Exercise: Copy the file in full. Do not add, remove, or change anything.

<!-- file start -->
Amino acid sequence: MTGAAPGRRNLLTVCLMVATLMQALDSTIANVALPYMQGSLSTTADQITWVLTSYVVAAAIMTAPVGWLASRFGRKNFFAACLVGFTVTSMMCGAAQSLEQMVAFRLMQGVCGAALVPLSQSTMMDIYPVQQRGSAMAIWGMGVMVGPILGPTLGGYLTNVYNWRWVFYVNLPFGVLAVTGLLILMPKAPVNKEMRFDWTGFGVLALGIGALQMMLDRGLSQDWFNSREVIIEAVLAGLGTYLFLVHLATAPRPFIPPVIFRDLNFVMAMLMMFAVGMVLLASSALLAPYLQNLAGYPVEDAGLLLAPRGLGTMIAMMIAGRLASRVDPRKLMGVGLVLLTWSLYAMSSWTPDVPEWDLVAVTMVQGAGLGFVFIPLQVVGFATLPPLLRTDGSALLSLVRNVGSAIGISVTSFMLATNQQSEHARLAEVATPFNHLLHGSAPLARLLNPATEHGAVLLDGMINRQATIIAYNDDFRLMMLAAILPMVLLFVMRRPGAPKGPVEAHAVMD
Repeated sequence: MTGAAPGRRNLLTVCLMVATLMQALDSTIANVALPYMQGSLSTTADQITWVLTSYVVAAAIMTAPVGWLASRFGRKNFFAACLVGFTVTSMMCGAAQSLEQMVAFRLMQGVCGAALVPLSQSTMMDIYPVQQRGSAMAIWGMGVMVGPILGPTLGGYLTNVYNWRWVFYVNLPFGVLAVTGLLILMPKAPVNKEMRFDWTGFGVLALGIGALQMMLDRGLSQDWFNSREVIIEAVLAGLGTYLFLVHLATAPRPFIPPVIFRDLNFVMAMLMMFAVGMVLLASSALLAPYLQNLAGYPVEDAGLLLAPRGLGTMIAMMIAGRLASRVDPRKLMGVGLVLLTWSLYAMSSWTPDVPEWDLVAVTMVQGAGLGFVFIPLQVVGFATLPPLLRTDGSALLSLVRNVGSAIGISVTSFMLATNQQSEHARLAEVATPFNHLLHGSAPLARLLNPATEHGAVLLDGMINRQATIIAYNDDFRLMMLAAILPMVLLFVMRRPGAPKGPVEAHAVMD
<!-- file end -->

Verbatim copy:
Amino acid sequence: MTGAAPGRRNLLTVCLMVATLMQALDSTIANVALPYMQGSLSTTADQITWVLTSYVVAAAIMTAPVGWLASRFGRKNFFAACLVGFTVTSMMCGAAQSLEQMVAFRLMQGVCGAALVPLSQSTMMDIYPVQQRGSAMAIWGMGVMVGPILGPTLGGYLTNVYNWRWVFYVNLPFGVLAVTGLLILMPKAPVNKEMRFDWTGFGVLALGIGALQMMLDRGLSQDWFNSREVIIEAVLAGLGTYLFLVHLATAPRPFIPPVIFRDLNFVMAMLMMFAVGMVLLASSALLAPYLQNLAGYPVEDAGLLLAPRGLGTMIAMMIAGRLASRVDPRKLMGVGLVLLTWSLYAMSSWTPDVPEWDLVAVTMVQGAGLGFVFIPLQVVGFATLPPLLRTDGSALLSLVRNVGSAIGISVTSFMLATNQQSEHARLAEVATPFNHLLHGSAPLARLLNPATEHGAVLLDGMINRQATIIAYNDDFRLMMLAAILPMVLLFVMRRPGAPKGPVEAHAVMD
Repeated sequence: MTGAAPGRRNLLTVCLMVATLMQALDSTIANVALPYMQGSLSTTADQITWVLTSYVVAAAIMTAPVGWLASRFGRKNFFAACLVGFTVTSMMCGAAQSLEQMVAFRLMQGVCGAALVPLSQSTMMDIYPVQQRGSAMAIWGMGVMVGPILGPTLGGYLTNVYNWRWVFYVNLPFGVLAVTGLLILMPKAPVNKEMRFDWTGFGVLALGIGALQMMLDRGLSQDWFNSREVIIEAVLAGLGTYLFLVHLATAPRPFIPPVIFRDLNFVMAMLMMFAVGMVLLASSALLAPYLQNLAGYPVEDAGLLLAPRGLGTMIAMMIAGRLASRVDPRKLMGVGLVLLTWSLYAMSSWTPDVPEWDLVAVTMVQGAGLGFVFIPLQVVGFATLPPLLRTDGSALLSLVRNVGSAIGISVTSFMLATNQQSEHARLAEVATPFNHLLHGSAPLARLLNPATEHGAVLLDGMINRQATIIAYNDDFRLMMLAAILPMVLLFVMRRPGAPKGPVEAHAVMD